from The American Heritage® Dictionary of the English Language, 4th Edition
- n. A Russian country house or villa.
from Wiktionary, Creative Commons Attribution/Share-Alike License
- n. a Russian villa, or summer house, in the countryside
from the GNU version of the Collaborative International Dictionary of English
- n. a Russian country house, especially a cottage used in the summer.
from WordNet 3.0 Copyright 2006 by Princeton University. All rights reserved.
- n. Russian country house
The vanquished, if they are lucky, escape abroad or putter away their remaining years in dacha gardens.
But critics contend that his so-called dacha war underscores how property rights remain hostage to political winds -- and that the best defense is to be rich and powerful.
The dinner at the Tsarist palace they styled a dacha was an historic occasion between our two countries and deserves to be recorded for posterity.
These measures have been dubbed the dacha amnesty, and I think this is perfectly fair.
A so-called dacha amnesty also allows people who built on Soviet-era cooperative territories without proper documents to apply to have them legally registered.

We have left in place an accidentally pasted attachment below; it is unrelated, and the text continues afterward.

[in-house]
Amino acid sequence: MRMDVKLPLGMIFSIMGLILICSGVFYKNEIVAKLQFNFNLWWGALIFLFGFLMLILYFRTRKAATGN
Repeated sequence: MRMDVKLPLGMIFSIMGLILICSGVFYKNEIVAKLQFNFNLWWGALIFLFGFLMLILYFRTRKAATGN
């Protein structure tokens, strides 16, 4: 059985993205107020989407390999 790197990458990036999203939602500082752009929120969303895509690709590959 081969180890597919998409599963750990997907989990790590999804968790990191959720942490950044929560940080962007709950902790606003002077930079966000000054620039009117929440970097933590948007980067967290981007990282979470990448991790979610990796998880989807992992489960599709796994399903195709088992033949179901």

After a time in Lefortovo, Mr. McDonald was then moved to a "dacha" (summer house) in Sukhanova near Moscow where the interrogations continued.
Their failure costs the Commissar of Art (T.J. Mannix) his "dacha"
Quipped one GOP aide: 'The idea of the vice president managing budget negotiations on Capitol Hill from the Russian prime minister's dacha might seem unrealistic even in a James Bond movie.'
Vice President Joe Biden, delegated as a top budget negotiator by Obama, pursued a semi-comical second track: reaching out long distance to Senate Minority Leader Mitch McConnell (R-Ky.) and House Speaker John Boehner (R-Ohio) from Russian President Dmitry Medvedev's dacha.
He said a dacha was built on the prince's property but denied it had any connection to the Olympic committee vote.
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